As the early universe expanded and cooled, its matter congealed into primordial galaxies. Recent observations with sensitive new telescopes on Earth and in space have revealed that these galaxies were busy converting their stores of gas into stars at breathtaking rates. Like the accelerated fruiting of hothouse tomato plants, the stellar productivity of these galaxies exceeds the rates evident in the current universe by factors of 5-10. Astronomers have found that the star formation still tracks linearly with the available gas, but that this track occupies a second elevated tier above the "main sequence" of star formation that is found in contemporary galaxies such as the Milky Way. This second tier of supercharged star-forming activity may have resulted from the especially hot and dense conditions that were extant in the early universe and within the galaxian spawn that emerged from the expanding and cooling chaos. More information should be forthcoming from the ALMA, SMA, Herschel, and HST observatories.

An artist’s conception of merging and starbursting galaxies in the early universe. Recent observations indicate that a lot of the star-forming action occurred in much denser clumps than depicted. (Figure Credit: Adolf Schaller, Hubble Gallery, NASA).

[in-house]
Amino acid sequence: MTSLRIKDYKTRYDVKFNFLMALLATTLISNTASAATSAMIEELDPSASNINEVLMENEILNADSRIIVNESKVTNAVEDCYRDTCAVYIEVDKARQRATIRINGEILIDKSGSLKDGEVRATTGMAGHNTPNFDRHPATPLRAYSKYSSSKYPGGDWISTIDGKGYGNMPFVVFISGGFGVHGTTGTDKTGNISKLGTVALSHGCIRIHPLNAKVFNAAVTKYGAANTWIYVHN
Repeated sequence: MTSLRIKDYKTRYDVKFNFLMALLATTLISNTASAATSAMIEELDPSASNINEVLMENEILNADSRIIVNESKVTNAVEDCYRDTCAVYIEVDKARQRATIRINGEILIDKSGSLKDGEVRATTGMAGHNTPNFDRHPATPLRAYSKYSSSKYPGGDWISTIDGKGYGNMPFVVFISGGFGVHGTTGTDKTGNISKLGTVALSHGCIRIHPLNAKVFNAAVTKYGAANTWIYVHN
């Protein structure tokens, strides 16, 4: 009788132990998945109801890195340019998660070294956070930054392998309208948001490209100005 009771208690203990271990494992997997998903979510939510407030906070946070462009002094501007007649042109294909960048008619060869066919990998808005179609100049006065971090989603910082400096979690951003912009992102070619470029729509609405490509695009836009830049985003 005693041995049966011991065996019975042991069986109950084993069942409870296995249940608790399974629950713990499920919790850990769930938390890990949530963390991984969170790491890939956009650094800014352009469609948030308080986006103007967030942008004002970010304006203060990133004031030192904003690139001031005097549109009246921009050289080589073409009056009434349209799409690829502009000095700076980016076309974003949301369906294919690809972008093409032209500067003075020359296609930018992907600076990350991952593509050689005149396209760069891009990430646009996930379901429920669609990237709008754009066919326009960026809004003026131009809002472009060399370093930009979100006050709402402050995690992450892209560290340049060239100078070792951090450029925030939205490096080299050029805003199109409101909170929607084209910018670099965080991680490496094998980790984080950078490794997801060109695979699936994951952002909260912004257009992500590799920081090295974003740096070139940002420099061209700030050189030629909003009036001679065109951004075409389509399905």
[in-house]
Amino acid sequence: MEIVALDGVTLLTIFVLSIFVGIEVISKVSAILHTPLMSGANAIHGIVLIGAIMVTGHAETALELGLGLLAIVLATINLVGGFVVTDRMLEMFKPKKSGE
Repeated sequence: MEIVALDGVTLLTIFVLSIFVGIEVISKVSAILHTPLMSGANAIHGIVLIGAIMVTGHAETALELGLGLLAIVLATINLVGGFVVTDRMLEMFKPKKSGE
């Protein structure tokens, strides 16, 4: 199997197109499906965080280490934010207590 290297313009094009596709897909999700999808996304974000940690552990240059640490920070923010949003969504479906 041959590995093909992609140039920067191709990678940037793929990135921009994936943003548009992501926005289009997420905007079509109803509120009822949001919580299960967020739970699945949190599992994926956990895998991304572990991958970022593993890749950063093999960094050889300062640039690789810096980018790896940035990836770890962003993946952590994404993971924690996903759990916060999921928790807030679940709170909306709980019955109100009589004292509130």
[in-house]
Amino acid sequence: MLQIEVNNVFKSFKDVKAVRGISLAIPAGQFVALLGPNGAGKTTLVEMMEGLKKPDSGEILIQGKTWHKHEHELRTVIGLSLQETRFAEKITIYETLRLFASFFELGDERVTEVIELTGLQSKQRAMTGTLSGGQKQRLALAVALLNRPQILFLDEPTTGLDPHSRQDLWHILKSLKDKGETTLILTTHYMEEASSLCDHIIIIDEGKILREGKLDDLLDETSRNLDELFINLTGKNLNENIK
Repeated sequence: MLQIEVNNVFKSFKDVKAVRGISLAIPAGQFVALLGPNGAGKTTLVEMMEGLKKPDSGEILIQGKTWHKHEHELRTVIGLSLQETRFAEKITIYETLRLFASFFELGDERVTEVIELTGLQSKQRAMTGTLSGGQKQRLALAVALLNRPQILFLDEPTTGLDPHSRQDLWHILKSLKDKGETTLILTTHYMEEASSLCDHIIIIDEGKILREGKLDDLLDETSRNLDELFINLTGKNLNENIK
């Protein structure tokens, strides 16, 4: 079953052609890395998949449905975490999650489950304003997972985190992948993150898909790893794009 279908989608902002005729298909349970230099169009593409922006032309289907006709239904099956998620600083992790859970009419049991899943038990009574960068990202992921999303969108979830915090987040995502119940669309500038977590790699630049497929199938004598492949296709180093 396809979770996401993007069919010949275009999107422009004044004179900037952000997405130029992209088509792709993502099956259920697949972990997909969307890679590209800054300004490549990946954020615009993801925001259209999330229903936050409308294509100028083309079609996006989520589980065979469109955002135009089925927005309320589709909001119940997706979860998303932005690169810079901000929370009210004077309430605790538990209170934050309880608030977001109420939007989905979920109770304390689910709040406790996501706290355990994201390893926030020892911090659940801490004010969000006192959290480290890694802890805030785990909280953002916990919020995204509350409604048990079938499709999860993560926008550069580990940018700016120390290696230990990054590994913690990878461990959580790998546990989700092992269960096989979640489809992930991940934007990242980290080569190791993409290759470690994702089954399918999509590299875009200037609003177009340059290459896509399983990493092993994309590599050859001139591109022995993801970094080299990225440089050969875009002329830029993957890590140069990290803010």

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Dispatch #4: GALACTIC SPLENDORS

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Here are some beautiful skyscapes taken from around the world – many featuring views of our home galaxy – courtesy of the National Geographic Society. http://travel.nationalgeographic.com/travel/your-shot-stargazing-pictures/ Only a screenshot is shown here, so that copyrights are not infringed.

Dispatch #5: CERES CLOSEUP

The largest asteroid, Ceres, was recently visited by the Dawn spacecraft. Its surface sports ripples and craters. Some of the craters have bright spots that may indicate recent activity, likely involving upwelling water or cryo-volcanos. Ceres has a relatively low density – also consistent with it possessing a water-ice mantel. Observations by the Herschel telescope have confirmed the presence of a watery atmosphere. According to Christopher Russell of UCLA, the asteroid’s interior may even harbor microbial life.